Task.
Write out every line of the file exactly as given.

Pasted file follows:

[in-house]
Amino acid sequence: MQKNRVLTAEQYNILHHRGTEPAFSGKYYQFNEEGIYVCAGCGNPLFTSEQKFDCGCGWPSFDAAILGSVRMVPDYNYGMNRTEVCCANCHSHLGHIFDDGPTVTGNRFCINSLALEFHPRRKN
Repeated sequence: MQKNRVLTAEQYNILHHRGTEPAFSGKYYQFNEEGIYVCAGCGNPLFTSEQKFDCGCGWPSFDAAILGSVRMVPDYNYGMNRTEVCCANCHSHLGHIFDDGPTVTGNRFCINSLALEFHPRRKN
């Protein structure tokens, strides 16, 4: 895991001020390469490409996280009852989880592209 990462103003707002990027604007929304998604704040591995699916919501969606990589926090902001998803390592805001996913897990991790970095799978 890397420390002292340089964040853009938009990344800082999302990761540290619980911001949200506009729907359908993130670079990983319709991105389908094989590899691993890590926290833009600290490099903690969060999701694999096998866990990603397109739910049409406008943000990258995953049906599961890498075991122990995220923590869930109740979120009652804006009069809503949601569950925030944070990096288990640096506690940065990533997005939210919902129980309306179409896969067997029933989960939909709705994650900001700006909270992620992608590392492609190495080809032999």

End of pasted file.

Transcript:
[in-house]
Amino acid sequence: MQKNRVLTAEQYNILHHRGTEPAFSGKYYQFNEEGIYVCAGCGNPLFTSEQKFDCGCGWPSFDAAILGSVRMVPDYNYGMNRTEVCCANCHSHLGHIFDDGPTVTGNRFCINSLALEFHPRRKN
Repeated sequence: MQKNRVLTAEQYNILHHRGTEPAFSGKYYQFNEEGIYVCAGCGNPLFTSEQKFDCGCGWPSFDAAILGSVRMVPDYNYGMNRTEVCCANCHSHLGHIFDDGPTVTGNRFCINSLALEFHPRRKN
């Protein structure tokens, strides 16, 4: 895991001020390469490409996280009852989880592209 990462103003707002990027604007929304998604704040591995699916919501969606990589926090902001998803390592805001996913897990991790970095799978 890397420390002292340089964040853009938009990344800082999302990761540290619980911001949200506009729907359908993130670079990983319709991105389908094989590899691993890590926290833009600290490099903690969060999701694999096998866990990603397109739910049409406008943000990258995953049906599961890498075991122990995220923590869930109740979120009652804006009069809503949601569950925030944070990096288990640096506690940065990533997005939210919902129980309306179409896969067997029933989960939909709705994650900001700006909270992620992608590392492609190495080809032999």